Unpatched Internet Explorer vulnerability details emerge

The same gang that compromised whitelisting security vendor Bit9 many months ago appears responsible for a targeted campaign in Japan using an unexploited vulnerability in Internet Explorer.
Written by Larry Seltzer, Contributor

We know a lot more about the unpatched vulnerability in Internet Explorer that Microsoft announced last week. Microsoft released a great deal of technical detail on it, and now network security firm FireEye has details on the targeted attacks that employed it.

When Microsoft initially disclosed the vulnerability they simultaneously provided a "Fix it" patch to mitigate it. A later TechNet blog on the vulnerability and patch goes into unusual detail about the vulnerable code and how the Fix it works.

The point of the exploit in Internet Explorer was in fact to load and exploit a Microsoft Office DLL, hxds.dll - identified as "Microsoft Help Data Services Module", which was compiled without ASLR (Address Space Layout Randomization) turned on. ASLR is a program build technique that randomizes the locations of different parts of the program in memory in order to block an exploit technique known as ROP for Return-Oriented Programming (a.k.a. "return to libc"). By loading hxds.dll through the exploit, the attackers were able to gain control of execution and run their attack. The TechNet blog goes on with more detail about how the Fix it works and how to use EMET 4.0 to mitigate.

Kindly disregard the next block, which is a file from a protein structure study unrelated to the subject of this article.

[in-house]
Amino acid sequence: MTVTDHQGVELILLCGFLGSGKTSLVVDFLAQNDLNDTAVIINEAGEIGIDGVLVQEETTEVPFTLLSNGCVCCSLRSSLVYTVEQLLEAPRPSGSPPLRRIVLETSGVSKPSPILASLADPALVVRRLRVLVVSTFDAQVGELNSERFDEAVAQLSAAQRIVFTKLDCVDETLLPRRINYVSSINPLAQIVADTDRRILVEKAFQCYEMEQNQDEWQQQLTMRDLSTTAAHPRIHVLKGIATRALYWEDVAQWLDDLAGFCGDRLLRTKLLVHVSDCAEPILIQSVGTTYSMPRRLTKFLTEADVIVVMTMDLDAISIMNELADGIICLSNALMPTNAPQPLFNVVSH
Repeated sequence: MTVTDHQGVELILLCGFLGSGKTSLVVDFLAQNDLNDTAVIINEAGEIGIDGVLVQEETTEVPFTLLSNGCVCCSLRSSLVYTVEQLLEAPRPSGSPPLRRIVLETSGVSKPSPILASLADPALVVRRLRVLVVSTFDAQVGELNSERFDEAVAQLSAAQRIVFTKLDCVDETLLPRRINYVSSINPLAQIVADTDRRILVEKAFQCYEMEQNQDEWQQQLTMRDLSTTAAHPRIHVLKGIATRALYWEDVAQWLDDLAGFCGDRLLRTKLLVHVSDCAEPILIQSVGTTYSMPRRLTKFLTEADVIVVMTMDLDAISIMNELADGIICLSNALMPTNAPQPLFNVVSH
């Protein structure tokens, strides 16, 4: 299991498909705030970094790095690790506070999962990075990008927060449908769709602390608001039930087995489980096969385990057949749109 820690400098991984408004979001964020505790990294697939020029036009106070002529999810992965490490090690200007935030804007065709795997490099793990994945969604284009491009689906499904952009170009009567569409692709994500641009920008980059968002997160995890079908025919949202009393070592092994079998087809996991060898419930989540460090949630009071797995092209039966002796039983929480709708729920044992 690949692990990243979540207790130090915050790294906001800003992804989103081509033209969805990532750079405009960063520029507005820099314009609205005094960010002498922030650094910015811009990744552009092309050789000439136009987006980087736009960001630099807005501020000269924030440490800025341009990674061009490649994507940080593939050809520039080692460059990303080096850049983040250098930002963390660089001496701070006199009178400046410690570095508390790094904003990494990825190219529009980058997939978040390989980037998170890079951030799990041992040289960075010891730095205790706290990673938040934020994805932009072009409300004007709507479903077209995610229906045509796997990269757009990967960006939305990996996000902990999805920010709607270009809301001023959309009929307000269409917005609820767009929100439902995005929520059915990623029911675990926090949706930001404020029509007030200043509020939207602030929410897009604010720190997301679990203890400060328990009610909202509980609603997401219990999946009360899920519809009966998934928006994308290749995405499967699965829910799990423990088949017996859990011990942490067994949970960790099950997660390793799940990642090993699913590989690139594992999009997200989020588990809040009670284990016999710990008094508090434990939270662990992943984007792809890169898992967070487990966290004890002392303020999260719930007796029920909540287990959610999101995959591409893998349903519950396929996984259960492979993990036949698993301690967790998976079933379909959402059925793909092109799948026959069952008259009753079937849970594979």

Microsoft does not give any information on when a patch will be available to address the vulnerability or if it will include a copy of hxds.dll that is built with ASLR.

Meanwhile, Fireeye has discovered that this vulnerability was use to target organizations in Japan, going back perhaps more than a month and appear to be the work of the same group that compromised whitelisting company Bit9 earlier this year in order to facilitate other attacks. FireEye has labeled the campaign "Operation DeputyDog" after a string found in the payload.

FireEye provides details sufficient to allow security admins to identify and block attacks.

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